The scientific community made a giant leap when astronomers released the first-ever image of a black hole recently. The mammoth black hole measures 40 billion km across, is three times the size of the earth, weighs 6.5 billion times the earth, and is larger than the entire solar system.
500 million trillion km away from the earth, the supermassive black hole was found in the Messier 87 galaxy. Over two hundred astronomers around the world took the measurements of the black hole using a network of eight ground-based radio telescopes that are together called the Event Horizon Telescope (EHT). The telescopes were in locations ranging from Chile to Antartica and they collected 5,000 trillion bytes of data. This was subsequently processed through supercomputers after which scientists could retrieve the images.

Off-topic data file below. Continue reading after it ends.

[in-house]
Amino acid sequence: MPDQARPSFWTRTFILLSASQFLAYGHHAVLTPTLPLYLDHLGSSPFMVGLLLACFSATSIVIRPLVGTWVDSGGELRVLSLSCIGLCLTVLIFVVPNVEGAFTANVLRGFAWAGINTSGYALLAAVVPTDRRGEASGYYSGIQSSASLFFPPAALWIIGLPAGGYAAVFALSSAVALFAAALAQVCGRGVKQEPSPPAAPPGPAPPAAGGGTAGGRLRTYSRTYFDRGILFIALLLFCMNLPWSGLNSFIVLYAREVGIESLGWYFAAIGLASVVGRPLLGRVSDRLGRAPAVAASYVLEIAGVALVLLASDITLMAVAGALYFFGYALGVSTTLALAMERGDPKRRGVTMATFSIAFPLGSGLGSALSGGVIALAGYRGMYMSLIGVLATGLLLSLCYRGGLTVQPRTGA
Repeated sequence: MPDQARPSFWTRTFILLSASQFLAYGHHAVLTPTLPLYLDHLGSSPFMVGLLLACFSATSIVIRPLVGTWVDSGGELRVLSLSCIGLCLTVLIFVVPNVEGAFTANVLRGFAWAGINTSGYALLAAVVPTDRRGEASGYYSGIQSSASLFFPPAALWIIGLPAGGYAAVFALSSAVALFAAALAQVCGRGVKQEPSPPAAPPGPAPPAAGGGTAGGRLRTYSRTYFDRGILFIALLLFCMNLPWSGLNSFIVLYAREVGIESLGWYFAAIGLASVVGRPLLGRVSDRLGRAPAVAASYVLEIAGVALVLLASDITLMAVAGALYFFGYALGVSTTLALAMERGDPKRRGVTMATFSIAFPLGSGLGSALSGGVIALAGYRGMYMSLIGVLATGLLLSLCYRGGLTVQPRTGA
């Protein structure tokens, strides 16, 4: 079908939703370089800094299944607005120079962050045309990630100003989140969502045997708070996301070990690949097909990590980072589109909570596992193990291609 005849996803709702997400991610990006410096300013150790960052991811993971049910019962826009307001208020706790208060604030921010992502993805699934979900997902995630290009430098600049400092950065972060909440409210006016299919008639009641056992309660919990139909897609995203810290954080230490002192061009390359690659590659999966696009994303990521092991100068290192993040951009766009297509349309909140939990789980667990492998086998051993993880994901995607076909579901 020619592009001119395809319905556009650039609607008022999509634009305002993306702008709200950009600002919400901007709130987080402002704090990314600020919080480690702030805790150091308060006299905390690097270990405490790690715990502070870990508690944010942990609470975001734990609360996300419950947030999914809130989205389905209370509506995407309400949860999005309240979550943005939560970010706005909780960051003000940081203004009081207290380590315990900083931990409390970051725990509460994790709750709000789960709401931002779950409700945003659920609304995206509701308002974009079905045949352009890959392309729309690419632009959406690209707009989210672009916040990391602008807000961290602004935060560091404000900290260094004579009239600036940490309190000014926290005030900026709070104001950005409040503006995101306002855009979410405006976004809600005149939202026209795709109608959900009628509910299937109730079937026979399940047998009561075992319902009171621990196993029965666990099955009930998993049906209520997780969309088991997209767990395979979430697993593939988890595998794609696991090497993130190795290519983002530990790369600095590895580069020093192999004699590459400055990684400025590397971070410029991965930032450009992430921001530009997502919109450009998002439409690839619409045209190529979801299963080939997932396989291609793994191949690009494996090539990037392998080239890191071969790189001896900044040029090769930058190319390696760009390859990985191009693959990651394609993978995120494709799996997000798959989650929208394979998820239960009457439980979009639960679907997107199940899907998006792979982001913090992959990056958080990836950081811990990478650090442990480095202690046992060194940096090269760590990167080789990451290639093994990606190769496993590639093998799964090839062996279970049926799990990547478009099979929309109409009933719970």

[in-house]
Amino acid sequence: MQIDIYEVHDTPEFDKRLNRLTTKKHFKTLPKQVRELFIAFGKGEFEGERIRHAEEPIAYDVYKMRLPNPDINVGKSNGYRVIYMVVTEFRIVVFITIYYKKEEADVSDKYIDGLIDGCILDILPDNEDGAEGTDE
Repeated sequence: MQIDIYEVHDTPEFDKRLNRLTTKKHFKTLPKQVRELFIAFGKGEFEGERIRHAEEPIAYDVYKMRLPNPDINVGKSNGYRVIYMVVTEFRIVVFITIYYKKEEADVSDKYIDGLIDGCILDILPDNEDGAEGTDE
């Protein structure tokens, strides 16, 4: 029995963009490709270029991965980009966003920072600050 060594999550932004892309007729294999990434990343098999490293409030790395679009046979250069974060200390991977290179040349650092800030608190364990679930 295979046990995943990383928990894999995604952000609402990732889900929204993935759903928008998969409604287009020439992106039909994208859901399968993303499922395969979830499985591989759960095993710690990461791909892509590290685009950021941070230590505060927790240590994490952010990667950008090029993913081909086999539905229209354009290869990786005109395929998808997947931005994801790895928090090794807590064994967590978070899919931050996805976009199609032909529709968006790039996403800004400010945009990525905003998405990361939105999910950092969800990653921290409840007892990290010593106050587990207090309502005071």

The image a very bright ring of fire surrounding a circular dark hole. It also shows the event horizon, which is the boundary between light and dark around a black hole. This is the point where gravity becomes so extreme that nothing can escape from it.
Work on this project had commenced over ten years back. Dr Katie Bouman, a computer scientist from MIT, developed the algorithm that helped create the image.
This revolutionary picture is the first visual proof that these enigmatic black holes do exist.
What is a Black Hole?
A black hole is a region in space where the gravitational pull is so high that no matter or radiation can escape. The gravity is high because much matter has been constrained into a tiny space.
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